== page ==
And There Were Three: Chapter Five

Fiction By Clare Marie // 8/2/2008

Anomien could not tell what Ficum did. From where she was mounted on her dolphin, it seemed to her that Ficum and the two panthers just stared at one another, looking each other in the eye. They stayed in that manner for quite a while, and then to Anomien’s utter amazement, the panthers bowed their heads slightly, as if in acquiesce, and padded slowly up to the boy’s feet. Once there, they proceeded to gently lick his wounded arm, washing it as only they knew how. Ficum, meanwhile, stroked their sleek fur as a mother caresses her babe. Each having groomed and cleaned the other, the panthers sat back on their haunches, and Ficum gazed into their eyes once more. The panthers got on their feet and walked majestically back into the woods from whence they came. Ficum likewise walked to his mother’s side, but not before glancing at the dead panthers with pity.
The Water Fairy was speechless as Ficum quietly climbed on his dolphin’s back, but she shook herself when Ficum began to wrap his wound, and helped him clean and bandage his arm. While tending her son she found her voice.
“Ficum, my son, my son! I do not know what I will do when…” she broke off, choked by emotions and checked by prudence. Ficum glanced curiously at his mother. Seeing the anguish in her pale face, he said nothing. Anomien cleared her throat and again spoke, her sweet voice trembling.
“Son, while you were fighting that awful battle, I was frightened, as I have never been before. It was horrible to stand by and watch my boy get attacked and almost killed. Now that it is over, however, I am very proud of you Ficum, O so proud! I pray that if you ever have heirs when you are grown, you will never feel the torture I felt to watch your own” (she gulped) “flesh and blood battle for their lives. Yet I also hope that you will have cause to be as proud of your sons as I am of you, dear one. Up to this day I thought that your talents were good, but no better than that. I was still proud of you then. Since I have watched you display your abilities in such a manner, I know that you have marvelous skill, and I feel that it will become greater still. Although there is one question I would ask you. How did you learn the speech of animals? For of course, when you looked into their eyes you were talking to them. Till now, I never knew you possessed this talent.” Ficum smiled.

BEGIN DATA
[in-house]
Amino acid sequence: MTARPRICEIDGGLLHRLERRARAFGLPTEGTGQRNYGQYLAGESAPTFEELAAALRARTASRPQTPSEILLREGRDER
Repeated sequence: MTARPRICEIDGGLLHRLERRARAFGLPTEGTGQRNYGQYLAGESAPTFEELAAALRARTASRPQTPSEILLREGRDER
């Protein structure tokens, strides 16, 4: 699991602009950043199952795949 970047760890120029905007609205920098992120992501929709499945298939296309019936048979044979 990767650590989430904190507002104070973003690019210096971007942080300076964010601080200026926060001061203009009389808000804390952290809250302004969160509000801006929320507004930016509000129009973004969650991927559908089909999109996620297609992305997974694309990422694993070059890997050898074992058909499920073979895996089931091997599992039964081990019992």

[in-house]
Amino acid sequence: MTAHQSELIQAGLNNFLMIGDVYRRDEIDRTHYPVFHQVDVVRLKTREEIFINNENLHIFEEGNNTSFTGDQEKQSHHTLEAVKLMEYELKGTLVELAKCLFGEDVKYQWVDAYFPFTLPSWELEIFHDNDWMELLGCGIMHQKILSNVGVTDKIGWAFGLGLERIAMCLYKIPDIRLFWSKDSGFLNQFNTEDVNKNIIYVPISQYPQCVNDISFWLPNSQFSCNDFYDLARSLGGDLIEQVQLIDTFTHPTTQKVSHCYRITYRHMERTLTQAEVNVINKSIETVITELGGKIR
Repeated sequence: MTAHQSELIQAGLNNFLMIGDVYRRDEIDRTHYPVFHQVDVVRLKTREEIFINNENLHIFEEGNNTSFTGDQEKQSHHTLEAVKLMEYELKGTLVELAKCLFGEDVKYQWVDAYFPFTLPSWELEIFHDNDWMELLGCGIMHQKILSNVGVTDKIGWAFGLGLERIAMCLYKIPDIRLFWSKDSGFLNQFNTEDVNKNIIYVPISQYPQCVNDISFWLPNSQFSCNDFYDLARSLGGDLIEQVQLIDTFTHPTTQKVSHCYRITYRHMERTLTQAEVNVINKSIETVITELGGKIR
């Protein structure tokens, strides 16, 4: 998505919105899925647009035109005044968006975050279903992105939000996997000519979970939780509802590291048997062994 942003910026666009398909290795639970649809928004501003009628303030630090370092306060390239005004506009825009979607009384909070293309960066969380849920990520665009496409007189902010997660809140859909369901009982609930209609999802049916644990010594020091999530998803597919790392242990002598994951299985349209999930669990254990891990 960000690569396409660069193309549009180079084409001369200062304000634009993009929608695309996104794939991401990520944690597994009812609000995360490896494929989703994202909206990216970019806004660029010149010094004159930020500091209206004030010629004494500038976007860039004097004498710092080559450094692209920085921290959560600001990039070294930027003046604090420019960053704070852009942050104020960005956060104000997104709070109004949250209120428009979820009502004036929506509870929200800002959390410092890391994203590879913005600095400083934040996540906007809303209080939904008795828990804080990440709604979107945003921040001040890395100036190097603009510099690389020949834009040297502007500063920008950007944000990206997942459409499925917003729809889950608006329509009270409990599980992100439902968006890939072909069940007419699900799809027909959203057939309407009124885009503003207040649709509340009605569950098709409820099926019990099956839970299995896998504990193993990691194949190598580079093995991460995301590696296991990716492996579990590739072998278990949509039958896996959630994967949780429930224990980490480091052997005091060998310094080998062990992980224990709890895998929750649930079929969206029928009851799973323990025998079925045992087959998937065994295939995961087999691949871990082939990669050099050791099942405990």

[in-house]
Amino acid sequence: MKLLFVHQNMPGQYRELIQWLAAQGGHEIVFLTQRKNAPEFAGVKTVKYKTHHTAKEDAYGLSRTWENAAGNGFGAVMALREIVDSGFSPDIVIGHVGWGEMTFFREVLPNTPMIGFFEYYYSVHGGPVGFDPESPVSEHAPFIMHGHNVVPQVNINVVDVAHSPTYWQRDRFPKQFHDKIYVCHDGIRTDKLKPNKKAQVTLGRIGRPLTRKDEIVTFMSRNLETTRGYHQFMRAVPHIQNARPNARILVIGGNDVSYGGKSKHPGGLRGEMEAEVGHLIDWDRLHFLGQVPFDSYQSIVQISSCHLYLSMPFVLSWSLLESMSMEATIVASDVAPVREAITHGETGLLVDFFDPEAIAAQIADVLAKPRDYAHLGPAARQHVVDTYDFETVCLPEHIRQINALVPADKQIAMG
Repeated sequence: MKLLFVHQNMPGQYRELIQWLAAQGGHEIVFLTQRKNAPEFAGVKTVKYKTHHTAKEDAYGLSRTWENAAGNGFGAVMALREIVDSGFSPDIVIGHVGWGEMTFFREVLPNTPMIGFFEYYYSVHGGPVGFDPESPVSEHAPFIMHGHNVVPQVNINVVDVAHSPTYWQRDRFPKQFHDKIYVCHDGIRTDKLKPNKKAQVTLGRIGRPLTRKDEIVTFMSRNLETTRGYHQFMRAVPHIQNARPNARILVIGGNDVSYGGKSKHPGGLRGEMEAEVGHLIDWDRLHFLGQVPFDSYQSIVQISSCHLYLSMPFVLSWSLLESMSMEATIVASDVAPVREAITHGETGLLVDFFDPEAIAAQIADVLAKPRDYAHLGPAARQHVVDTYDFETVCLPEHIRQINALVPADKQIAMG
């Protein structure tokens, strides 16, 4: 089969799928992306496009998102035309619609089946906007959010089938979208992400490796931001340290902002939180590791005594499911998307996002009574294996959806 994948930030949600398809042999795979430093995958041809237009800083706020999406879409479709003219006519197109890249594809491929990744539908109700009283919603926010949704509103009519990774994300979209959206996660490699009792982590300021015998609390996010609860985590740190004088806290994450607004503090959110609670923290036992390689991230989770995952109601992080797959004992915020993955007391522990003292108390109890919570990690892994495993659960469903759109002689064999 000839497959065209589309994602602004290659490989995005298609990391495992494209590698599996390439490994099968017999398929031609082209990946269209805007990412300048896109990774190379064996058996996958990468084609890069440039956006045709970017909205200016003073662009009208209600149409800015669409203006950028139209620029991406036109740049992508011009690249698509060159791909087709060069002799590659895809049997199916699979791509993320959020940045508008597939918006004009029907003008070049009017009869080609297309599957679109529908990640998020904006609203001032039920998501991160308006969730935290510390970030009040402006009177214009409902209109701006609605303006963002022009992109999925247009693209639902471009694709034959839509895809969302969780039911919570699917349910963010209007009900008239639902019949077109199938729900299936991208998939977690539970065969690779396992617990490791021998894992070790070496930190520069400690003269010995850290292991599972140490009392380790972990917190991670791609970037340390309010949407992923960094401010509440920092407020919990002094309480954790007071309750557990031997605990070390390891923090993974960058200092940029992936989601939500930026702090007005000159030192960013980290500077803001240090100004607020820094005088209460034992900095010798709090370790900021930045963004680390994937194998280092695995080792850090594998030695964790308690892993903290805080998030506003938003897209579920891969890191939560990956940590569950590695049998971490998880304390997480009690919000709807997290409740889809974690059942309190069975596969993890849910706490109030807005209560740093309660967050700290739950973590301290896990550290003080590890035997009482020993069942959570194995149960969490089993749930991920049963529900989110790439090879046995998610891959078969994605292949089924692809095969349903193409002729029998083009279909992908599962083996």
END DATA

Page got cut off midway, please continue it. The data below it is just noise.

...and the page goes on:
“Well, I guess when I walked in the woods I learned the ways of the animals,” he answered. “I am so glad that you and my other fellow fairies taught me how to walk silently, even through brush and thickets. Then I was able to creep up to the very dens of the wild beasts in the forest and watch their doings. I just tried to understand and speak with them, and you yourself saw the results.”
“So that was where you were, when you would run off alone. I was often wondering where you had gone. There, your wound is bandaged up. Let us go home, for my strength is quite spent, as I am sure yours is as well. Come.” Then mother and son urged their dolphins on at a slow pace, and during the whole ride home, conversed earnestly together.

Queen Asani was astonished. Her sister Anomien had just entered the throne room, and related the whole of young Ficum’s first battle. After the Water Fairy had left, Asani sat back in her luxurious throne to think (she was always a very contemplative sort of person). She knew that Ficum was very skilled, but like Anomien her idea of his abilities was underrated. She brooded in her throne for two hours at least, and when she broke her train of thought, the expression on her face was one mingled with fear, sorrow and triumph.